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How much does it cost to eat out of a French supermarket for a week?(15 Posts)
We are trying to budget for our first ever family holiday abroad.
We are staying in a caravan site in Normandy (St Aubin sur mer) and plan to buy our food from local supermarkets/markets and self cater.
I've heard that French supermarkets are much more expensive than ones in the UK. Dp is veggie so we don't eat much meat but we do spend more on food than average. DS especially is very fussy. We usually don't buy meat/chicken/eggs that aren't organic but I've heard this is hard in France?
I'm pregnant so no fancy cheeses or wine for me!
We are staying for 6 nights. DCs are 12 & 7.
£100? £200? I have no idea!
(I don't even know what the exchange rate is! )
When we went last year I was surprised how expensive it was tbh but i don't know what the percentage was. Are you eurocamping?
£200 should be plenty
We usually spend around £300 in the French Alps self catering for 8 people. Including meat , cheeses and alcohol and extras. That's with kids getting fancy snacks and everyone just getting what they like. I find them ok prices tbh. At home in comparison we spend around £100 a week for 4. That's with little snacks or alcohol
I don't find supermarkets more expensive. If you buy seasonal food (esp fruit and veg) it is cheaper imo. This is what the French do. The only downfall is that as everything is so fresh and doesn't last for weeks in the fridge like it does in UK, you can find yourself shopping every 2-3 days and then it's easy to keep loading up the trolley.
Organic readily available where I live. Exchange rate 1.4 approx. I would have said £100-150 will be plenty esp without alcohol or much meat. Depends how many treats you buy though.
I think it's about the same, just some things are more expensive than here, some cheaper
If you can find a local market, this is usually cheaper for fruit and veg (though they are often only once a week in small towns)
We will try to find out when/where the local market is.
What fruit/veg is in season at the end of June in Northern France?
Do we need to buy bread every day?
We will take stuff like tea bags/crisps/breakfast cereal with us.
Will the butter/milk taste very different?
Not going to be much help since I am not sure about uk prices anymore. Meat is generally expensive except pork which is good value. Butter fine, fresh milk is available in supermarkets but not in discount stores like lidl, bear in mind that the colours are different for the different types of milk, eg full fat has a red top which I think maybe skimmed in the uk. Taste the same I think, but I buy long life milk now.
Go to the local market for fruit and veg, whatever is in season will be goodvalue an lovely and everywhere!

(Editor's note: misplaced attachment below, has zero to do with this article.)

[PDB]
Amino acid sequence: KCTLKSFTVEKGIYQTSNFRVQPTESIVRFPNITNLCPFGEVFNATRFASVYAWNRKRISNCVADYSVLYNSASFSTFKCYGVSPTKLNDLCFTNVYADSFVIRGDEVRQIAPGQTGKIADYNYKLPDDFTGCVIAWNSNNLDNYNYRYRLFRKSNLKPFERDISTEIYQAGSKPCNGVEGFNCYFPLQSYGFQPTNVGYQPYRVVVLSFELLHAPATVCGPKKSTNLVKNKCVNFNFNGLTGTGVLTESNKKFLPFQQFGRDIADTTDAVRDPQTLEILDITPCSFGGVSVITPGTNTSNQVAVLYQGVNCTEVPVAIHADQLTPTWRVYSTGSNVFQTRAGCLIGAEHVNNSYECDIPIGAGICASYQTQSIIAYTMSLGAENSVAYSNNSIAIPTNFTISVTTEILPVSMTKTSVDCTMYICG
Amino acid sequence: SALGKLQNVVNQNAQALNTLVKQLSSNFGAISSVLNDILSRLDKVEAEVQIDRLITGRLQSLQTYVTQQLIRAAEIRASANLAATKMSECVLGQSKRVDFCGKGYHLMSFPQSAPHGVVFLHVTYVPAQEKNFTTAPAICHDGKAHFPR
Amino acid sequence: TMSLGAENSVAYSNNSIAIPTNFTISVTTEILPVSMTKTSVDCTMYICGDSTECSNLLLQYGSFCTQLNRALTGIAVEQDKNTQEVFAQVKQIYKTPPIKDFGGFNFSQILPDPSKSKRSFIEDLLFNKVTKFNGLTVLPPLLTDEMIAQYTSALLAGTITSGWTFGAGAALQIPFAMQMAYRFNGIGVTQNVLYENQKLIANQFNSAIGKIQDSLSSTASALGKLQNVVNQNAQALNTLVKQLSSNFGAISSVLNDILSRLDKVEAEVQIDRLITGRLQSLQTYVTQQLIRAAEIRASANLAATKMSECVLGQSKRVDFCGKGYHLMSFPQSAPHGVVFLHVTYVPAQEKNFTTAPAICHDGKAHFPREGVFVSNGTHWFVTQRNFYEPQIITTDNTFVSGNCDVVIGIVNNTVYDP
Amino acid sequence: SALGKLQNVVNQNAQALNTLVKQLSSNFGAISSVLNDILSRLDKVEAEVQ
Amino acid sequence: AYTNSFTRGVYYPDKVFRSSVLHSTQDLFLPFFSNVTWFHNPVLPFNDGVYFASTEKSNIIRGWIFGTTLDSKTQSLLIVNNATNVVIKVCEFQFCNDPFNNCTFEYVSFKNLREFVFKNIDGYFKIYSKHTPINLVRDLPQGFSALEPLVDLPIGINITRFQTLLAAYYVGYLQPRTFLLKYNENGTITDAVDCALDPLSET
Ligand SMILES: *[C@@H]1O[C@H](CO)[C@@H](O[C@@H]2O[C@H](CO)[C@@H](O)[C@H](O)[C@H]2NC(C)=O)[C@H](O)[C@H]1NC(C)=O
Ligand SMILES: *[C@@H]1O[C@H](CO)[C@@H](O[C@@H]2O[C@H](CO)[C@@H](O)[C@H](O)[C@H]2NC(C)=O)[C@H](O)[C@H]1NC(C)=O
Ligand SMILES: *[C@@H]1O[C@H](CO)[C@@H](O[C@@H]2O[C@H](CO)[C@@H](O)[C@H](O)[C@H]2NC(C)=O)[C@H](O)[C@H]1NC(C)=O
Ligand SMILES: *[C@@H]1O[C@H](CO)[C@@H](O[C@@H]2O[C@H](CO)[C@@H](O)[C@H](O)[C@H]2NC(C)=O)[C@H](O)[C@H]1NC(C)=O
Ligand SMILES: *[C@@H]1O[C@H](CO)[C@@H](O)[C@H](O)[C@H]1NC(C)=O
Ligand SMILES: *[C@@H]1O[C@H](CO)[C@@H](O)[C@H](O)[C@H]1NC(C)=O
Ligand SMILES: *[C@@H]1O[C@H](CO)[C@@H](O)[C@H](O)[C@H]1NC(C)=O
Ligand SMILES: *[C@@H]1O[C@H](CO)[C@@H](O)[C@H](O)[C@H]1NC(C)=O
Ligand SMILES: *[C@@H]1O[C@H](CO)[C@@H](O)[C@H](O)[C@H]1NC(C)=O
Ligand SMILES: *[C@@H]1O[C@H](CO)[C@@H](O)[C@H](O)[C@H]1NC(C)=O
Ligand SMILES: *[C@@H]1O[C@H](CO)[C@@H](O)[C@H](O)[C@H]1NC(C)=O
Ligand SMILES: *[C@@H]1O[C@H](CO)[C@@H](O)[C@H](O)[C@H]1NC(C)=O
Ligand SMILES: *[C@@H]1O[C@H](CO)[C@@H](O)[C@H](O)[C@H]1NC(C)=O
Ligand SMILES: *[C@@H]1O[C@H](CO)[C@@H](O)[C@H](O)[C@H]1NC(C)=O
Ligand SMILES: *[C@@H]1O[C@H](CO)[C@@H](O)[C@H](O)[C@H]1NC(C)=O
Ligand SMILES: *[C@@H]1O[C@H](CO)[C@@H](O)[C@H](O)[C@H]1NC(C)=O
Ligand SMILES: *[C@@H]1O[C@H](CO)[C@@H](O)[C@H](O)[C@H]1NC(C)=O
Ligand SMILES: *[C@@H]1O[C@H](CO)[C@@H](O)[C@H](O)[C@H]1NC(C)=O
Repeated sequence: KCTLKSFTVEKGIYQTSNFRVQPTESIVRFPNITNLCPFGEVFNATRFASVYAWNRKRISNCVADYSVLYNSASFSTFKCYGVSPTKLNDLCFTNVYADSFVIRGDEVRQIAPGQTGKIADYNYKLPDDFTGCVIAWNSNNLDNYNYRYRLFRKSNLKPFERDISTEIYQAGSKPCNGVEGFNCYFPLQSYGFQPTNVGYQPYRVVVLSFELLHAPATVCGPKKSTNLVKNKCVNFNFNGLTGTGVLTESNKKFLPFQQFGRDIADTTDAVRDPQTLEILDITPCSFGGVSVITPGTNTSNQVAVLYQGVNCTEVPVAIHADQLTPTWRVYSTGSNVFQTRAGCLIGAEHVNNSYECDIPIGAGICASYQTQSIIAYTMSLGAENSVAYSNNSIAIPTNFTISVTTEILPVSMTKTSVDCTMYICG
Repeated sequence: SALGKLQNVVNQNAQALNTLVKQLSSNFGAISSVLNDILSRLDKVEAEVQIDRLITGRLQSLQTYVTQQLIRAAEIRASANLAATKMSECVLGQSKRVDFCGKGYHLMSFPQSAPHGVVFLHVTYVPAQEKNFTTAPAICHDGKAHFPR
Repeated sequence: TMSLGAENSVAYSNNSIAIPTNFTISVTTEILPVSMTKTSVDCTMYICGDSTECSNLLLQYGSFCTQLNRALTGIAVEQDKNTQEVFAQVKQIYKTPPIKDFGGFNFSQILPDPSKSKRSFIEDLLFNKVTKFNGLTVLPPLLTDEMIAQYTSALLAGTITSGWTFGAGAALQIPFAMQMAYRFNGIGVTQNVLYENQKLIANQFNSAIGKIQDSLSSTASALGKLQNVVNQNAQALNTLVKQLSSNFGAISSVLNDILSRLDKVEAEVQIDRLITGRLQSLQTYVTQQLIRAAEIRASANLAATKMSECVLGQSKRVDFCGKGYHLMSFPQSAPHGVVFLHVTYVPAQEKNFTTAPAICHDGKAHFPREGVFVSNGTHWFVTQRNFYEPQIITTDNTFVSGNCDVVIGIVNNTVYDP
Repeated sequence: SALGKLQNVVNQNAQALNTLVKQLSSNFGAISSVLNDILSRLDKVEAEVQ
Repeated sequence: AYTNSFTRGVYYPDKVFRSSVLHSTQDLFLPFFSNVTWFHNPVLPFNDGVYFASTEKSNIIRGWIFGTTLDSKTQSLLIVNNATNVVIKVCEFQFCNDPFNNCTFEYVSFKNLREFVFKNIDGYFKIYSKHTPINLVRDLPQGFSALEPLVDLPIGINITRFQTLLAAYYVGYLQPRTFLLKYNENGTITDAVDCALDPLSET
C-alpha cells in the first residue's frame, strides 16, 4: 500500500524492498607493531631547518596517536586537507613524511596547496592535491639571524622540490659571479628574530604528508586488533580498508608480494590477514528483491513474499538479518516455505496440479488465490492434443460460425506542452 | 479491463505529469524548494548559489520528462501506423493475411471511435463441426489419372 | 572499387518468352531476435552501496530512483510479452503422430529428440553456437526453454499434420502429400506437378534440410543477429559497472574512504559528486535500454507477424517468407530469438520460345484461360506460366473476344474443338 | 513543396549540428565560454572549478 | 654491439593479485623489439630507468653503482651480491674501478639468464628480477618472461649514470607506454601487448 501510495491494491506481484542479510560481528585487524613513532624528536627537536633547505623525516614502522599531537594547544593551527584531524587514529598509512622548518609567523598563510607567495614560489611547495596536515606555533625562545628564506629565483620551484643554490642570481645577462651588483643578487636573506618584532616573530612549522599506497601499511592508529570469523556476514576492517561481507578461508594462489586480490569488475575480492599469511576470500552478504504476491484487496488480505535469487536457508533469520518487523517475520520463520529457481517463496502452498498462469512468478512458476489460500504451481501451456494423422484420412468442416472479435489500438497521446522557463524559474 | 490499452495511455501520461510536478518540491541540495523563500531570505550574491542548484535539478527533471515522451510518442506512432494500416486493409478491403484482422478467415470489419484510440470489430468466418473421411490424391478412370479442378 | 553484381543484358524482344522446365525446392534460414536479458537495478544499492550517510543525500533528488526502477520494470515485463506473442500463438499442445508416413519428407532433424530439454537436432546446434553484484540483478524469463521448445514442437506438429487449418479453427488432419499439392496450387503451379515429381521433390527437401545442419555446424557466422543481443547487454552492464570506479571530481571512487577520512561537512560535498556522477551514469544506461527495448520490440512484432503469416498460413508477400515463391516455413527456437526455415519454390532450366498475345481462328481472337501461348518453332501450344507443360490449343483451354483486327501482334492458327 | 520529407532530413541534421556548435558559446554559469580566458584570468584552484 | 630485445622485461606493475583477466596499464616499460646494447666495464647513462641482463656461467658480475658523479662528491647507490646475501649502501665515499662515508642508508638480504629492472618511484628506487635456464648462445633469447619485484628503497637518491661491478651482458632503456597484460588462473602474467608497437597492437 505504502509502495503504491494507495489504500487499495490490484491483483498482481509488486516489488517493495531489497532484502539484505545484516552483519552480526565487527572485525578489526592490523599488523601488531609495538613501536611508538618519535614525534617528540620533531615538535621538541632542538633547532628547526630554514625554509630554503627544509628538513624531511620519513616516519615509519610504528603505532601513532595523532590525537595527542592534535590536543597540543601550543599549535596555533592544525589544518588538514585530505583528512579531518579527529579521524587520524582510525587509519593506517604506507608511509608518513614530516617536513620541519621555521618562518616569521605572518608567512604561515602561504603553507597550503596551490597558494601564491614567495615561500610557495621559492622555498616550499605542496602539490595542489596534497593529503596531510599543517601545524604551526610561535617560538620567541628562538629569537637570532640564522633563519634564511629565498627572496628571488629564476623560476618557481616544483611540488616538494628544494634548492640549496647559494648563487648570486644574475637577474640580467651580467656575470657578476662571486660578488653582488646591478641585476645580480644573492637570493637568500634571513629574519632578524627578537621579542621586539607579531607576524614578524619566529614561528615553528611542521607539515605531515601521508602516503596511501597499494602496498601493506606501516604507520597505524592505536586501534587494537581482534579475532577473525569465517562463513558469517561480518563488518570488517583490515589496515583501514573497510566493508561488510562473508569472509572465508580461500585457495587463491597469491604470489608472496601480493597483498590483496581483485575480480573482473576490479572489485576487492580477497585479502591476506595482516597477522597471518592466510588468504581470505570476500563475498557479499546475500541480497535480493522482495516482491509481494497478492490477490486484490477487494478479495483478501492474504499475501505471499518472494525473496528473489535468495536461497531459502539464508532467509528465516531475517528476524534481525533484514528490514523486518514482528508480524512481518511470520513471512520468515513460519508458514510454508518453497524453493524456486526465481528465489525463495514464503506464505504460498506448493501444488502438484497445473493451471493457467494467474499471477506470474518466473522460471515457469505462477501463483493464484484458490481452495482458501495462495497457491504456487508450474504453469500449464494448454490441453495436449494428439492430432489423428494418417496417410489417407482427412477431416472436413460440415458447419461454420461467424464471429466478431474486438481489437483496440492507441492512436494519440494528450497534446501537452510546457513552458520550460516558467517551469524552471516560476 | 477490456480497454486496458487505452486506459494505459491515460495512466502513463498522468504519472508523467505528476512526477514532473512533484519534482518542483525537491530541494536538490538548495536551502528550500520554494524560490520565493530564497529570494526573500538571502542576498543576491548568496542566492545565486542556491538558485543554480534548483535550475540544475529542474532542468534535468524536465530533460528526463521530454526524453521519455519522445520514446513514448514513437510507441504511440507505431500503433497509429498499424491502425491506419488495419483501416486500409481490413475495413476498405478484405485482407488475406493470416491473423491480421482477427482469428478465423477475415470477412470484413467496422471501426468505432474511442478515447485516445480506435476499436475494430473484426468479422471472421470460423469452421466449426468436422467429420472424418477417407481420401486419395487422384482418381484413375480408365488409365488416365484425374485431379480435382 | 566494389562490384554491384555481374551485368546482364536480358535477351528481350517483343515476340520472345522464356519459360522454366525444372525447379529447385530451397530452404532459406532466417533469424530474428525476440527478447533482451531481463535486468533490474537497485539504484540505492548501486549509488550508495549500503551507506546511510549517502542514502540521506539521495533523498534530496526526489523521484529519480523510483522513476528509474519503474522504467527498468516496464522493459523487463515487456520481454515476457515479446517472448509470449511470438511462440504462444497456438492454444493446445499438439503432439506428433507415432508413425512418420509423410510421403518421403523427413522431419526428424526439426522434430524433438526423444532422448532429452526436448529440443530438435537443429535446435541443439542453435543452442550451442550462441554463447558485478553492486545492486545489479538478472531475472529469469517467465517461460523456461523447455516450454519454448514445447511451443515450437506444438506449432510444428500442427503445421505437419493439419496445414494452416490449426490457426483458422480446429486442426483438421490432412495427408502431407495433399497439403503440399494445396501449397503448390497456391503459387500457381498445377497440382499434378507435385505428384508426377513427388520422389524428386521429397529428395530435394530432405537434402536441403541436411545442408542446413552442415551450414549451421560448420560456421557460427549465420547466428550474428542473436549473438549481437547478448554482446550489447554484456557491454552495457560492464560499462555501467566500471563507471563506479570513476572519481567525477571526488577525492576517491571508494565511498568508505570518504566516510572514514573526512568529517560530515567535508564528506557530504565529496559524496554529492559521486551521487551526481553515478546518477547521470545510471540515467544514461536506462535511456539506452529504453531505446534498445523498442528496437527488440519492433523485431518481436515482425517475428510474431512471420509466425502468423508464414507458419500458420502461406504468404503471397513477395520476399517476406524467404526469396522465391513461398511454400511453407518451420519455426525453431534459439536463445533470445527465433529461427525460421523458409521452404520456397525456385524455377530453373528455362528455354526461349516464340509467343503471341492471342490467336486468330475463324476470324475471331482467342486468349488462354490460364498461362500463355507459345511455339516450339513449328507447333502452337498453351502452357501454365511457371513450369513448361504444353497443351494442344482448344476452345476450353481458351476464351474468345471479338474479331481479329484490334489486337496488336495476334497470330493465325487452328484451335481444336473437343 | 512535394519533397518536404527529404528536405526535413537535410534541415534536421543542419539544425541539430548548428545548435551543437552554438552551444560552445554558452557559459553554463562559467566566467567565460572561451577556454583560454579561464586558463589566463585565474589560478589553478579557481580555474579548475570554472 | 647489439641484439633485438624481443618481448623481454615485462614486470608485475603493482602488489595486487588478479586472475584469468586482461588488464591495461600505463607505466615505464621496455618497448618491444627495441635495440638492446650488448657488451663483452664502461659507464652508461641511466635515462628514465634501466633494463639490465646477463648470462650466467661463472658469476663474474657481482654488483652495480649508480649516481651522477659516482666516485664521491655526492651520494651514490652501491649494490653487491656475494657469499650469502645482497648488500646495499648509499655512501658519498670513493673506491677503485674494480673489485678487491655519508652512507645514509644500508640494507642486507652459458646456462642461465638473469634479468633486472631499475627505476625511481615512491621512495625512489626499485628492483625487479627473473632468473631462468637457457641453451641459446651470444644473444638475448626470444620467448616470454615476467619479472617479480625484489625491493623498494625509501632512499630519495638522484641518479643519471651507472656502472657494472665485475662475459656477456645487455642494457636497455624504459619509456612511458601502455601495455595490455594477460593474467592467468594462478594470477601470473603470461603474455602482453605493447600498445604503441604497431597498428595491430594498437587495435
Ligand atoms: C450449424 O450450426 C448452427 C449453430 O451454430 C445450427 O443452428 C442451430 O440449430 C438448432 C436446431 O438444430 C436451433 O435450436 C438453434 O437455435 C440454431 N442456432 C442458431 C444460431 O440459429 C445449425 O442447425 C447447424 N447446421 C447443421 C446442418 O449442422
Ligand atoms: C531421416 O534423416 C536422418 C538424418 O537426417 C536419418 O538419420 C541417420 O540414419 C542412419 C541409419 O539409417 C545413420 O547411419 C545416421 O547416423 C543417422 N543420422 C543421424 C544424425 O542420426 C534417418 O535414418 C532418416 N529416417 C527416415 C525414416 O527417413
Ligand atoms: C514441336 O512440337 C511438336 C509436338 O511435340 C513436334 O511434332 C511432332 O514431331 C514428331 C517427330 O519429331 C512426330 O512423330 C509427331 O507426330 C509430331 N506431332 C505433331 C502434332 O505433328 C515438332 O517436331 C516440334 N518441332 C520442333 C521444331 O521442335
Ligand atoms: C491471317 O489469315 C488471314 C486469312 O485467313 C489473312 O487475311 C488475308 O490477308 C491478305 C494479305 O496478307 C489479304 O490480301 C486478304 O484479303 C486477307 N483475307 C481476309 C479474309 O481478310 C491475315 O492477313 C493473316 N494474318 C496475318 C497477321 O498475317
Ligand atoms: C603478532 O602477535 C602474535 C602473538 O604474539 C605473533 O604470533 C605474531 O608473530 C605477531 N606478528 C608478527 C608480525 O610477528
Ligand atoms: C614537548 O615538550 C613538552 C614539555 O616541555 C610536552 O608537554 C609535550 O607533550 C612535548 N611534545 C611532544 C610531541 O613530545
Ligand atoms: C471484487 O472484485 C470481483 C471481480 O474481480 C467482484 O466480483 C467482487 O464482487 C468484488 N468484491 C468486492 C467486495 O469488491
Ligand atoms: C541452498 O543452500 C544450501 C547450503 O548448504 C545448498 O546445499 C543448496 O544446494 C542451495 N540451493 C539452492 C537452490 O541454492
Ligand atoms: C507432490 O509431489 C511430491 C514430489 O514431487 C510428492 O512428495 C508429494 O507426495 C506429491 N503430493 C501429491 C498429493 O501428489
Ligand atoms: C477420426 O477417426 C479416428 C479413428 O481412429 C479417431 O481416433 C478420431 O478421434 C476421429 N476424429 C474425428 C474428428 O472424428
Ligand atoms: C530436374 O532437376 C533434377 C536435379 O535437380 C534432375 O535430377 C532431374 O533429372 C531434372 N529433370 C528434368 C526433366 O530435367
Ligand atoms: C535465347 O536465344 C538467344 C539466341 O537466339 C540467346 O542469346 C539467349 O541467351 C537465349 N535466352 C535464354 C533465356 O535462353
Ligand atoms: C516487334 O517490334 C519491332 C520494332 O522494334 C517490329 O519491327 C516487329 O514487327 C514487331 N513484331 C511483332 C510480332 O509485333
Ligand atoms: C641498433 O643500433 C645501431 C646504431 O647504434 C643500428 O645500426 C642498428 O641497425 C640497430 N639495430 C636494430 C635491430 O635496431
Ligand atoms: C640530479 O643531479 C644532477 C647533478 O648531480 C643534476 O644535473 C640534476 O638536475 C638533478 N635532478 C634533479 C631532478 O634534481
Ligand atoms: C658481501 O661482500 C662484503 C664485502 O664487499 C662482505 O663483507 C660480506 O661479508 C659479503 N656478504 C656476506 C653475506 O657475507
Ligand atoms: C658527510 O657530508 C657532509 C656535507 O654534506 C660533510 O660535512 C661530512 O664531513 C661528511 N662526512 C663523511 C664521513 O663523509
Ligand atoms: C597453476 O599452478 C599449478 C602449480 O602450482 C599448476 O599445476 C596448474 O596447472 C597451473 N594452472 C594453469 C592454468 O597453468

Baguettes you will need to buy everyday, no preservatives generally but are cheap 90 centimes usually.
Sorry just read not much meat!
You will find that, in the summer months, food is cheaper and much, much tastier and better quality when bought at markets rather than supermarkets.
I find the basics are all good value but the 'convenience' things I buy in the UK (lasagne sauce, fajhita kit, curry sauce I. Bottle etc) are WAY more expensive - presumably because most french people cook from scratch far more (tbh with so much yummy fresh stuff it is easier to anyway!!) French supermarkets are GREAT fun though, enjoy exploring!!
Organic products are just as readily available in France as in the UK. They're usually labelled 'Bio'.
It's about the same. Was a bit more expensive three/four years ago when the Euro/Sterling were equal. Swings and roundabouts. The English stuff you like and want (Twining tea) will be more expensive; the French stuff you want to try will be cheaper (fruit, veg, shellfish, plonk).
Saint-Aubin-sur-Mer: market Thursday (0km)
Douvres-la-Delivrande: market Thursday (4km)
Courseulles-sur-Mer: market Tuesday & Friday (5km)
Isnt t'internet wonderful!
If memory serves at the end of June you will be in the cherry season (delicious purchased from the market - see above - where the stall holder gives you a couple to taste!). I think that melons will be starting to come in. Apart from that you will be able to get the normal range of weird looking but tasty tomatoes, peppers, courgettes, beans etc.
You will be staying in the land of butter, milk and cider.
For a tasty but inexpensive meal out head for a creperie.
Campsite pizzas are also delicious.
If you can do go to see the Bayeux tapestry (about 40 minutes away from where you are staying). It is years since we went but I remember it as being impressive. You used to get headphones which explained it as you walked round.
I hope you have a lovely holiday. We are off down to near Frejus on the med for our first proper holiday without DCs in mid-June. Cant wait!
Most French supermarkets now stock fresh milk as well as UHT. Red top - full fat, blue - semi skimmed and green - skimmed (although I've never seen any skimmed fresh milk). Beurre doux is unsalted, beurre demi sel salted.
Definitely bring tea bags, cheddar etc if you want them. Meat (except pork) is a little more expensive and as for fruit and veg the same things are in season as in the UK but they taste better. Peaches, nectarines, apricots, strawberries, raspberries, other soft fruits and salad and tomatoes. Many French supermarkets stock local produce unlike in the UK. Lidl is cheap in France. I find Leclerc and Carrefour more expensive and LOVE my local SuperU but the owner is excellent, not all Super Us are as good. Agree that crêperies are cheapest for meals out. Cider and Camembert cheese will be cheap as they are local. I ate the unpasteurised Camemberts even when pregnant they were so good.
Markets can be quite expensive, but the fruit and veg are often much better.
If you buy baguettes etc. they are best fresh every day (or toasted the morning after) but pain au céréals lasts longer (wholemeal bread).